Vayikra

Welcome to the spring which has not yet arrived…

With this Shabbat we begin the Book of Vayikra (Leviticus), the third Book of the Torah. The initial chapters of Vayikra detail the various sacrifices central to Jewish ritual in antiquity. During our upcoming Seder, we will place a shank bone on the Seder plate; symbolic of the specific sacrifice which was unique to the biblical and rabbinic Passover. This Passover sacrifice was to be roasted and eaten with matzah and bitter herbs. As a symbolic reminder of that roasted sacrifice; some communities followed the custom of eating roasted meat on Seder night. However, other communities followed the custom of not eating roasted meat at the Seder. Rabbinic teaching validates both traditions.

The custom of eating roasted meat and the custom of not eating roasted meat teach us a lesson about memory. Sometimes, we remember the past by creating visual reminders of the past. Hence, eating roasted meat actively reminded families about the ancient, roasted sacrifice and enabled them to express continuity with the past. Yet, some of us remember and honor the past by depriving ourselves of designated symbols which may only breed sadness and despair over a past which no longer exists. We choose the path of memory which best suits us.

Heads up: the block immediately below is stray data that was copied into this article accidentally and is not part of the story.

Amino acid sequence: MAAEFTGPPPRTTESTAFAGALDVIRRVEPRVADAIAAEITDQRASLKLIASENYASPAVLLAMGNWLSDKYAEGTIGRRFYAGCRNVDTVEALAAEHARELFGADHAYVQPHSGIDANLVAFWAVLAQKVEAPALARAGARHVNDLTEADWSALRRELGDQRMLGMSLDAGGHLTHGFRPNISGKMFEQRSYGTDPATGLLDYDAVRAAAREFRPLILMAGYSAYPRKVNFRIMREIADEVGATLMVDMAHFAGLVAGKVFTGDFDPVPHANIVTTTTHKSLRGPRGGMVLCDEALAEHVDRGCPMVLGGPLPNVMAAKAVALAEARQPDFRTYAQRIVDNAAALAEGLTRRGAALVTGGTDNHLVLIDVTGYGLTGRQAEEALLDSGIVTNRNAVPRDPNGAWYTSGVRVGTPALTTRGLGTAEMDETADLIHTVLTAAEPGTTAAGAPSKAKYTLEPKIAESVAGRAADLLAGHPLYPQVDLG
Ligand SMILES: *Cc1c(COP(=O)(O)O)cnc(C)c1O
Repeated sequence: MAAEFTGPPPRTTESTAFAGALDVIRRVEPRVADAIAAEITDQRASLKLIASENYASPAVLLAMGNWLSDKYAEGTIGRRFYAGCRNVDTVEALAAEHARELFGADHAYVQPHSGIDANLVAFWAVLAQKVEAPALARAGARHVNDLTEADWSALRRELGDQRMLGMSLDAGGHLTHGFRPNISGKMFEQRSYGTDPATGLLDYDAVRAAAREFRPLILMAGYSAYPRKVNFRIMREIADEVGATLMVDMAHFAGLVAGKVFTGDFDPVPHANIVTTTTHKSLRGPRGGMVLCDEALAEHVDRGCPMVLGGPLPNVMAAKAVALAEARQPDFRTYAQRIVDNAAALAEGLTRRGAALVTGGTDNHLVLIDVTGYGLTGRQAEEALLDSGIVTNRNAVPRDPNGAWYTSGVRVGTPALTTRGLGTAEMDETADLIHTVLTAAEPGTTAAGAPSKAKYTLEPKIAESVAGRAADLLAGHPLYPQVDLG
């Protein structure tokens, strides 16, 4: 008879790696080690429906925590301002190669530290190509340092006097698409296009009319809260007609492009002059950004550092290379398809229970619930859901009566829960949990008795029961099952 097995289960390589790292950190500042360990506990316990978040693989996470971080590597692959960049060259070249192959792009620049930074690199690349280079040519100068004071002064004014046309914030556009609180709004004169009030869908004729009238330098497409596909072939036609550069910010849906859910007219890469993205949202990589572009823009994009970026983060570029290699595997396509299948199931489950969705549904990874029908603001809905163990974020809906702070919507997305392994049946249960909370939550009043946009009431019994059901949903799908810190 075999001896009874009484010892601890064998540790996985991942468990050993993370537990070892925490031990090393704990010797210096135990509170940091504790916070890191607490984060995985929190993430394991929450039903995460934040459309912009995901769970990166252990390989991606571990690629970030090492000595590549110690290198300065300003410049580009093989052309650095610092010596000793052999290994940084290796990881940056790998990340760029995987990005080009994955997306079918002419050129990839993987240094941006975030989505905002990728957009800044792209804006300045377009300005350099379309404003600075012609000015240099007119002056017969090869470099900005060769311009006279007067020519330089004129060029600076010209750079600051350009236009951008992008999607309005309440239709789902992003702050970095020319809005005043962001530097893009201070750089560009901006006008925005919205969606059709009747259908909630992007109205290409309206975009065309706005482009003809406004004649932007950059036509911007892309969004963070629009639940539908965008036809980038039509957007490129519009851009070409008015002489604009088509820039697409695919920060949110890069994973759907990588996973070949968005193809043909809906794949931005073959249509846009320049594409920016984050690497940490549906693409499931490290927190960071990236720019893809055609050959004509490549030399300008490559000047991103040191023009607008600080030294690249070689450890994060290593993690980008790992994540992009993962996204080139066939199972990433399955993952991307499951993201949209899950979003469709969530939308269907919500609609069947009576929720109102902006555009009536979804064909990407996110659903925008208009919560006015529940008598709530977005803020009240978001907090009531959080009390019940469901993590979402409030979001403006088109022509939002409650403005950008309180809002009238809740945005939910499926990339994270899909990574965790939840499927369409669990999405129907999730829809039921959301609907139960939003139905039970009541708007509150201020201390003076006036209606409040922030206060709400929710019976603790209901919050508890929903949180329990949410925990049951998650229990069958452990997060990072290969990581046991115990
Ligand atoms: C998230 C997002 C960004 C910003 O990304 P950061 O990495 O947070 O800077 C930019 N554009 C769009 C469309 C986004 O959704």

Those families refusing to eat roasted meat at the Seder were neither dismissing nor denying the past. Depriving themselves of roasted meat was an active form of remembrance; not an expression of indifference.

However we express memory, it is essential that we identify with the past and not be dismissive of it. Freedom means that there are many paths to Passover observance and memory; and that we actively select the path of observance and memory best suited to us. How we choose to remember the Exodus-and all subsequent challenges to the Jewish people- is left to us; that we choose a designated path is central to appreciating the cherished Passover theme of freedom.

Whatever path you choose, may it bring meaning as well as joy.

Shabbat Shalom,
Rabbi Klayman